While Scotland is definitely bonnie (seriously, if you haven’t been, it’s a must-visit for any Brit TV fan), the amount of Scottish television programming available in the US is lacking compared to its English and Irish counterparts. But things are looking up, because the hoora good Scot TV crime/mystery drama, The Field of Blood, is headed stateside.
“There’s been a murder.” Oh, wait. That’s the unofficial tagline for Taggart.
But similar to the Scottish police procedural, a murder does happen in The Field of Blood, only this time it isn’t a quartet of detectives out to solve a modern-day case, but one young copygirl investigating a killing in 1982 Glasgow.
Based on the Denise Mina novel of the same name, The Field of Blood stars Jayd Johnson (River City) as Patricia “Paddy” Meehan, a feisty, wanna-be journalist at the male bastion of the (fictional) Glasgow Daily News. She’s a sign-of-the-cross-making non-believer in a house full of Catholics, engaged to boy-next-door Sean (Kevin Guthrie, Case Histories), and ambitious. Too bad she isn’t taken seriously in the newsroom.
That is, until one of Paddy’s family members is arrested for a murder. And even then it’s a struggle for her to get the go-ahead to investigate from Devlin, the paper’s editor, played all governor-like and with a Glaswegian accent (at least in the first episode) by the award-winning David Morrissey (The Walking Dead).
But that’s a relatively small issue compared to Paddy’s crisis of conscience. She is loath to use family as fodder for a story that could give her the break she needs to be a bona fide member of the press, but not getting to the truth of the matter could be the difference between freedom and prison for the accused, Paddy’s being ostracized by her family in the process notwithstanding.
And then there are the similarities between this murder and one that happened eight years before that Paddy uncovers. Are they merely coincidences or does she see something deeper that Devlin and even the police don’t?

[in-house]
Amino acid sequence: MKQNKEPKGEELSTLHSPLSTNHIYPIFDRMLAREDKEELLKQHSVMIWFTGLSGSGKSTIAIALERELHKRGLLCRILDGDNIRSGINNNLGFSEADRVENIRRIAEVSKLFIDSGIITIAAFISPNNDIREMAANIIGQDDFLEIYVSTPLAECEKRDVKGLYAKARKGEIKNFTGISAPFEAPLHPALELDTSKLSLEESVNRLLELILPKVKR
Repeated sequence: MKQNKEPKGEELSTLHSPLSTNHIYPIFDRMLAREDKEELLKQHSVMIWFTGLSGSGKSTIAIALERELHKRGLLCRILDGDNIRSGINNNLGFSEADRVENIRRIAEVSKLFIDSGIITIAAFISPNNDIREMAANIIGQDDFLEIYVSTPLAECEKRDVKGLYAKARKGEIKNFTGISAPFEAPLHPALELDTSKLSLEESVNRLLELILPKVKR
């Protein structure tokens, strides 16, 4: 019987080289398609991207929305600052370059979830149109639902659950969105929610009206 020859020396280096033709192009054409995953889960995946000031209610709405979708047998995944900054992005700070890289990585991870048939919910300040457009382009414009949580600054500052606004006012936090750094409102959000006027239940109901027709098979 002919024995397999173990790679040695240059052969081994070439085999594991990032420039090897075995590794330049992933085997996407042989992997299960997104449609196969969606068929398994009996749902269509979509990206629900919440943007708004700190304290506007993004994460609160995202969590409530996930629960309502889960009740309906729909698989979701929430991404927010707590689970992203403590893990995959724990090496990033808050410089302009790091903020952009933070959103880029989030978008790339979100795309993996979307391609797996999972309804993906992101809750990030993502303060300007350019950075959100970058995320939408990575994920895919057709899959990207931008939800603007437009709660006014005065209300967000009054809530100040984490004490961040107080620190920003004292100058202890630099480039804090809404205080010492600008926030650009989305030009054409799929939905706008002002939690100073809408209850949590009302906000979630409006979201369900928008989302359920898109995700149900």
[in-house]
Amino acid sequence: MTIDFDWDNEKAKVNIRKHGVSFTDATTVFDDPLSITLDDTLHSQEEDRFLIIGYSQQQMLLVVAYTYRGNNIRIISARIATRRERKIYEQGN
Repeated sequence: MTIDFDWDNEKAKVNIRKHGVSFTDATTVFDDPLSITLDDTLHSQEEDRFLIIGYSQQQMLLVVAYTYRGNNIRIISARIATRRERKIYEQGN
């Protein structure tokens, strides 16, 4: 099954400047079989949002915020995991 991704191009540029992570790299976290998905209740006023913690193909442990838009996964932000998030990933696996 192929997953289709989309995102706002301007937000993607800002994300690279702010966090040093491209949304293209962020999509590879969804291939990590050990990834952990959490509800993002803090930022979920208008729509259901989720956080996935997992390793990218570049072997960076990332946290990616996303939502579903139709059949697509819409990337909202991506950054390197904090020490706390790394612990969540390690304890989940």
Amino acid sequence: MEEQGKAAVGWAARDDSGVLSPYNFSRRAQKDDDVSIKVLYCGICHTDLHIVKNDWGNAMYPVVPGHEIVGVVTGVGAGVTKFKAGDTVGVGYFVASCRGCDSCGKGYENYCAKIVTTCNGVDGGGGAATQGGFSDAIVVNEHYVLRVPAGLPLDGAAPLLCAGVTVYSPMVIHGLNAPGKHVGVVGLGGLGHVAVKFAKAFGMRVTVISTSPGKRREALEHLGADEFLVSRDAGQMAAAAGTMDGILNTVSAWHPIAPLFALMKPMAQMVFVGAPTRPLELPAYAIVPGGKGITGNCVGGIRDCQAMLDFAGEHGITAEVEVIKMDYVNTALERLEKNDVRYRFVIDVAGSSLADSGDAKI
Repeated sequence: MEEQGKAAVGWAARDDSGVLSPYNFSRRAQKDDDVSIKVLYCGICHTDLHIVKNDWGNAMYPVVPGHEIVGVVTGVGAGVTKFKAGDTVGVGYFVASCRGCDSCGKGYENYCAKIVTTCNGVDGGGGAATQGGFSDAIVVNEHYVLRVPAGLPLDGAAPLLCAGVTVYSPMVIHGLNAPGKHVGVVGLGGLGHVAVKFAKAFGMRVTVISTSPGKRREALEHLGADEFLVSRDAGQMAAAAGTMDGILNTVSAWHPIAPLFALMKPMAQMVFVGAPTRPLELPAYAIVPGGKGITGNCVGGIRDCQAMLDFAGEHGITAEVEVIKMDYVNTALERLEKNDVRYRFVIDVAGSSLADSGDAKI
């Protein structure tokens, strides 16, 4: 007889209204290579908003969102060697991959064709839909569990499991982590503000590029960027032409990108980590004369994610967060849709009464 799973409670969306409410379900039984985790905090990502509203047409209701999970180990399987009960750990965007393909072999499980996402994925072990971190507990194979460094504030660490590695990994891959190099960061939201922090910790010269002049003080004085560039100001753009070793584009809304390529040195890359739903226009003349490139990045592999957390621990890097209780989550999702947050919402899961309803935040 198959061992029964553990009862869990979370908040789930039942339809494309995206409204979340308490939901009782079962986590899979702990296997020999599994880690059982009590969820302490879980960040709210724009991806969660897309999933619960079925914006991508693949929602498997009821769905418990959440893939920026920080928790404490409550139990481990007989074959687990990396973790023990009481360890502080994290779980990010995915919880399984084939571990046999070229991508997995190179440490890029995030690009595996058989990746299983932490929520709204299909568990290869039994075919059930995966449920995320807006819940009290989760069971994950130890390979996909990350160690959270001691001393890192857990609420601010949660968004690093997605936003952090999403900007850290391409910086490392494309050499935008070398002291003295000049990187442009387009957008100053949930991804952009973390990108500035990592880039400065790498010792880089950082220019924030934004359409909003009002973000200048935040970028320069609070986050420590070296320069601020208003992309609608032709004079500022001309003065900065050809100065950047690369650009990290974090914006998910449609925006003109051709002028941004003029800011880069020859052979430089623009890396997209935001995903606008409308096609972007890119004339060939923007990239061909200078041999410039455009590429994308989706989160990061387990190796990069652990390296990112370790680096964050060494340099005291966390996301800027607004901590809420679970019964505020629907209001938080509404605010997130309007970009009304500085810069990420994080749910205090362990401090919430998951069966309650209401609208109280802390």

Writer/director David Kane’s (Rebus, Taggart, Foyle’s War) tight script and methodical pacing give The Field of Blood a sense of ordinariness in which the story and characters set in 1982 Glasgow could be those of 2014 wherever you are. And the casting, well, it’s spot on.
Jayd Johnson (who reminds me of the superb Sheridan Smith) does a fabulous job of portraying Paddy. With the exception of the opening scene, Johnson is in every one, and from start to finish has you sympathizing with and championing the much put-upon Paddy at the same time.
Alongside the ever-brilliant David Morrissey are a couple of my Glaswegian actor favorites, and although they have far less screen time than him, they make their mark. One is the multiple award-winning Peter Capaldi (Doctor Who), who plays Dr. Pete, a chain-smoking, heavy-drinking journalist who befriends Paddy. The other is Derek Riddell (Happy Valley), who plays DS Patterson, one half of the “we’re-the-police-and-you’re not” detective team investigating the murder.
Also costarring in The Field of Blood are Matt Costello (Rab C. Nesbitt) and Bronagh Gallagher (Pramface) as Paddy’s parents, Con and Trisha Meehan, and Ford Kiernan (George Gently) and Jonas Armstrong (Robin Hood) as fellow journalists George McVie and Terry Hewitt, respectively.
The two-part The Field of Blood premieres in the US at Acorn TV on Monday, 2 June 2014.